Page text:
Are the Cows “Mad” Again?
It’s been six years since last detected in the USA:
Recently, another cow (the fourth, ever in the US) tested positive for BSE (Bovine Spongiform Encephalopathy), better known as Mad Cow Disease.
This could be cause for alarm, but the media seemed to pass along news and reassurances from the authorities that all is well and not to worry.
The facts in ‘this’ case are simple: the diseased animal was found through routine testing (at a pet food facility). This animal was never presented for slaughter, so the food supply was never at risk. (Incidentally, BSE is not transmitted through milk.)
Why is there no line at the salad bar?
For most Americans, nothing comes between us and our next meal, even if risk is involved. Rather than moving toward strict vegetarianism, some have followed advertising advice from an imminently successful chicken sandwich empire by eating more chicken.
Chicken sales are soaring, but is it reasonable to believe that this will protect the public health?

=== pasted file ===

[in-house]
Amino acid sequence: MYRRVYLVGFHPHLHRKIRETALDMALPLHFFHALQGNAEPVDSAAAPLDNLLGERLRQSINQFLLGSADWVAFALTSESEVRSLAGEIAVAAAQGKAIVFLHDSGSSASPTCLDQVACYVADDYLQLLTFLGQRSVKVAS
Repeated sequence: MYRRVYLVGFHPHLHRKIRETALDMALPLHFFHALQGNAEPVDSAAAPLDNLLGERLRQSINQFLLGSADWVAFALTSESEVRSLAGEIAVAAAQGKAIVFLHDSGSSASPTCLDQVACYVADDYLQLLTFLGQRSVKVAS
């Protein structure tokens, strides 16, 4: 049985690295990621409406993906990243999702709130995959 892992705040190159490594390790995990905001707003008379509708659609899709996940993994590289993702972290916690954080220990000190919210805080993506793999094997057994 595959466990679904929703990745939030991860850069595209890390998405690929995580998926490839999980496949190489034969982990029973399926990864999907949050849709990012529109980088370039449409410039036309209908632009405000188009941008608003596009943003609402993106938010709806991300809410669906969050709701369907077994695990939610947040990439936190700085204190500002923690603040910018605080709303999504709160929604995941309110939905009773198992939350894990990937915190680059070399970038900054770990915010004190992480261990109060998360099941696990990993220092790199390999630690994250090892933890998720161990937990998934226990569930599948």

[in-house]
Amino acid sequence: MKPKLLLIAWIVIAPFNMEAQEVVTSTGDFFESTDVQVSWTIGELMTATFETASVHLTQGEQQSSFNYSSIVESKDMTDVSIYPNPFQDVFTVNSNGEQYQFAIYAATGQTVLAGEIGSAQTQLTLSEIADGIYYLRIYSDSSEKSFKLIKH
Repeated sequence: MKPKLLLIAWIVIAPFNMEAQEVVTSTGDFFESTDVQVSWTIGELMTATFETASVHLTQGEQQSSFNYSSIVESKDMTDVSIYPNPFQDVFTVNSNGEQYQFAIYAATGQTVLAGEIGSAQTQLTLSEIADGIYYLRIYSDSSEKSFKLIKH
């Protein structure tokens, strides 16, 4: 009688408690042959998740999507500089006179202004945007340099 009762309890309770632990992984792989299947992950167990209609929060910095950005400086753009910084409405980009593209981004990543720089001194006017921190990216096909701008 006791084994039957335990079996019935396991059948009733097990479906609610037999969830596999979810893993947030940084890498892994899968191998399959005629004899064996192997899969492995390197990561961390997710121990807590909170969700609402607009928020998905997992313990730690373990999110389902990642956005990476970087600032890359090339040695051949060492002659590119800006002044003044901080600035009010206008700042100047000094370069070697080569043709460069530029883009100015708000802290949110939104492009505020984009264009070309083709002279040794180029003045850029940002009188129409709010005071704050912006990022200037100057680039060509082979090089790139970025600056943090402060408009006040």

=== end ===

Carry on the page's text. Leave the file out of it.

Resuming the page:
The Devil’s in the Details:
Cows usually become BSE infected by eating a diet containing spinal cords or brains from other cows (Specified Risk Materials). These SRM aren’t allowed in any bovine feeds in the USA, and the recent infection was declared “Atypical BSE,” a rare form of infection that’s not caused from eating the banned diet. (Atypical BSE has never been linked to health issues in humans, and has never been shown to transfer to other cows.)
If the normal cause of BSE is from cows eating meat (they’re supposed to be herbivores), then how long will it take for similar issues to arise in chickens if their diets are further manipulated?
Credible health risks are associated with every “flesh food,” because toxins become concentrated in all animal flesh.
Is it reasonable to think that any alternative meat is safe?
Meat-eating is the choice for most of you, but I decided to choose life: a plant-based diet.
<<Read More In This Category>>